How Does Twain Present Pap's Relationship In Huckleberry Finn

889 Words4 Pages
The Adventures of Huckleberry Finn, written by Mark Twain, was first published in 1884. In this novel, Mark Twain exemplifies life during the early 19th century through the protagonist, Huckleberry Finn, better known as Huck. Twain openly reveals the true hardships of life during slavery. He does so by the abusiveness from a father to having a child going against society’s standards to help a slave. The relationships Huck possesses with the two most influential men in his life differ in goodness and affliction; with Jim, ironically, as his moral influence and Pap, who neglects his son. The corrupt mind and actions of Pap initiate an unfortunate relationship with his son, Huck. Pap, who is an alcoholic, has been gone from Huck’s life for…show more content…
He used to always whale me when he was sober and could get his hands on me” (13). Before Pap even returns, Huck “didn’t want to see him no more.” Huck’s tone emphasizes the abhorrence he feels for Pap because of the painful memories he recalls of his father. Huck recollecting the violent manners of Pap “when he was sober” indicates how little his father cared for him during his youth because a father who beats his child, especially when he is in his right mind, has no love in his body. Not only does Pap physically mistreat Huck, but he also emotionally abuses him, as well. Pap brazenly airs his thoughts to Huck: “You're educated, too, they say; can read and write. You think you're better'n your father, now, don't you, because he can't? I’ll take it out of you. Who told you you might meddle with such hifalut’n foolishness, hey?—who told you you could?”…show more content…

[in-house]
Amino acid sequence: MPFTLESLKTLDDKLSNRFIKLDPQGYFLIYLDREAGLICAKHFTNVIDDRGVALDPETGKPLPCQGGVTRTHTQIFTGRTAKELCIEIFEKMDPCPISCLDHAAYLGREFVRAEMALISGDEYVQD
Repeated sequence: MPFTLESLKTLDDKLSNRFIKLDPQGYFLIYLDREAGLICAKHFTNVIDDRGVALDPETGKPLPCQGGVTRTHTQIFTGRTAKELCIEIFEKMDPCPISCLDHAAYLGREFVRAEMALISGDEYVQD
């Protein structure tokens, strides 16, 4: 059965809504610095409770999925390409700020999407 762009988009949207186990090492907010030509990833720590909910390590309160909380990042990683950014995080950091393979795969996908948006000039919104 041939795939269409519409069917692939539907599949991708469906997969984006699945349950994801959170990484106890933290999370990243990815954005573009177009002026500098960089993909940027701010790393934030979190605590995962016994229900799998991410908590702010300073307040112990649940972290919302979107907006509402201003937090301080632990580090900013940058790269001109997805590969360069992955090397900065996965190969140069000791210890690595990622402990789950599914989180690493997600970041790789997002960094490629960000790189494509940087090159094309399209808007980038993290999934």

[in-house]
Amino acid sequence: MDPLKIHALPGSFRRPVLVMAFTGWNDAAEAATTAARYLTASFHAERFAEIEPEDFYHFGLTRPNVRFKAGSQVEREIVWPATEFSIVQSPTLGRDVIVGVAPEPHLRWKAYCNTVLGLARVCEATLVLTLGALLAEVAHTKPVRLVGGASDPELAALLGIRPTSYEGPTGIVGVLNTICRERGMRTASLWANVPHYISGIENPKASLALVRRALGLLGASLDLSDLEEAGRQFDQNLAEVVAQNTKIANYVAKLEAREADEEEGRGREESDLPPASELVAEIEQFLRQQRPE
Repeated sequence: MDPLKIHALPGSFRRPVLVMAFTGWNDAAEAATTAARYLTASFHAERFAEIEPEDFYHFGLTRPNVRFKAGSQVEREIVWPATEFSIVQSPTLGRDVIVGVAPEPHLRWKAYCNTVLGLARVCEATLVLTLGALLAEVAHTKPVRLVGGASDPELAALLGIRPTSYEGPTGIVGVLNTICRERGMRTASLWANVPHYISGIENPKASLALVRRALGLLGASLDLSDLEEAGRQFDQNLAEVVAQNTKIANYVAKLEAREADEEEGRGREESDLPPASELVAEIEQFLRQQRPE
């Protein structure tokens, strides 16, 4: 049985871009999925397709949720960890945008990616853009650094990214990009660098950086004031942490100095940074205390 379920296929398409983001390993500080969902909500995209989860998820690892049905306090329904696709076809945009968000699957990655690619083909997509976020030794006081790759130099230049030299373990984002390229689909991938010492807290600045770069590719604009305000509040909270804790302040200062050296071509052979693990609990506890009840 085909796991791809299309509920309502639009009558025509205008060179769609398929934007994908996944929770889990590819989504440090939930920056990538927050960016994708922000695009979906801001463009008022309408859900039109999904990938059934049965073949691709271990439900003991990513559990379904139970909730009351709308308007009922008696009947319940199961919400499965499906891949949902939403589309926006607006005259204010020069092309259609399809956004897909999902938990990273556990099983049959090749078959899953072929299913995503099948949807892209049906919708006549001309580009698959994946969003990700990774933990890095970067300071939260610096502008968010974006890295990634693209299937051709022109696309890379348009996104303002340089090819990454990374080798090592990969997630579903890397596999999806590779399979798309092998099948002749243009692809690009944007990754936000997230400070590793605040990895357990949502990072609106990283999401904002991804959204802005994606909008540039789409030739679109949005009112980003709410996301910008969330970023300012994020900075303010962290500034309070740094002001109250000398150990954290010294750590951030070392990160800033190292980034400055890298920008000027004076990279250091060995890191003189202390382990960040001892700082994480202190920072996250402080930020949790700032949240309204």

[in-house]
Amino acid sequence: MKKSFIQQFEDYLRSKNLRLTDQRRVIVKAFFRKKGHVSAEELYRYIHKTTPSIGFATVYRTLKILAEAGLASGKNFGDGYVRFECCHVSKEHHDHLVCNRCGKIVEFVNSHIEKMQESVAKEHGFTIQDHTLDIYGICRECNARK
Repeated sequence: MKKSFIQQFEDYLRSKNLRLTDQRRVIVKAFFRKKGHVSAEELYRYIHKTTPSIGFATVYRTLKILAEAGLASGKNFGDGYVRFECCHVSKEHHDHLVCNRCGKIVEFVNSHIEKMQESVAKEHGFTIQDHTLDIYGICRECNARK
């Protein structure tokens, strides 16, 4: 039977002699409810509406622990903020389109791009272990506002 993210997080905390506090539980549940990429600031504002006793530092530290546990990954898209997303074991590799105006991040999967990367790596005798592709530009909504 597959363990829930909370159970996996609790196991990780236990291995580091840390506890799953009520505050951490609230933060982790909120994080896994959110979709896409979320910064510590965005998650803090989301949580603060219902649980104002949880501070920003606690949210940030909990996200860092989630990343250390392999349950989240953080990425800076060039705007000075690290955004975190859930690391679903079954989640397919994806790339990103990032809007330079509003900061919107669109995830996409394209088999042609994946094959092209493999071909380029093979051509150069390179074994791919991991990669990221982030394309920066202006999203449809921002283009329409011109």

The blithely time Huck and Jim spend on the raft together bring the two closer as friends. They form almost a father-son bond, a bond which Huck misses out on with Pap. While they are on the raft, Huck tricks Jim to think their separation is just a dream. The whole time Huck is missing, Jim is mourning over Huck’s disappearance. So when Jim realizes Huck is pranking him, Jim takes great offence over this. After Jim teaches Huck a lesson as if Jim is his own father, Huck thinks: “It was fifteen minutes before I could work myself up to go and humble myself to a nigger— but I done it, and I warn’t ever sorry for it afterwards, neither. I didn’t do him no more mean tricks, and I wouldn’t done that one if I’d a knowed it would make him feel that way” (89). Huck feels remorseful for hurting Jim. In this society, slaves are at the bottom of the social class. To have a white person, even someone so low in the social class, feel so contrite and “humble” himself to a slave exemplifies true humility. It is astonishing how the society Huck lives in teaches people that owning a slave and mistreating them is normal, yet he as a child can feel guilt for a harmless prank to a slave. Early on, Huck pranks Jim by putting a dead rattlesnake next to Jim while he is sleeping. Huck wants to prove Jim’s superstition of snakes bringing bad luck wrong. Unfortunately, after Huck’s prank, Jim

More about How Does Twain Present Pap's Relationship In Huckleberry Finn

Open Document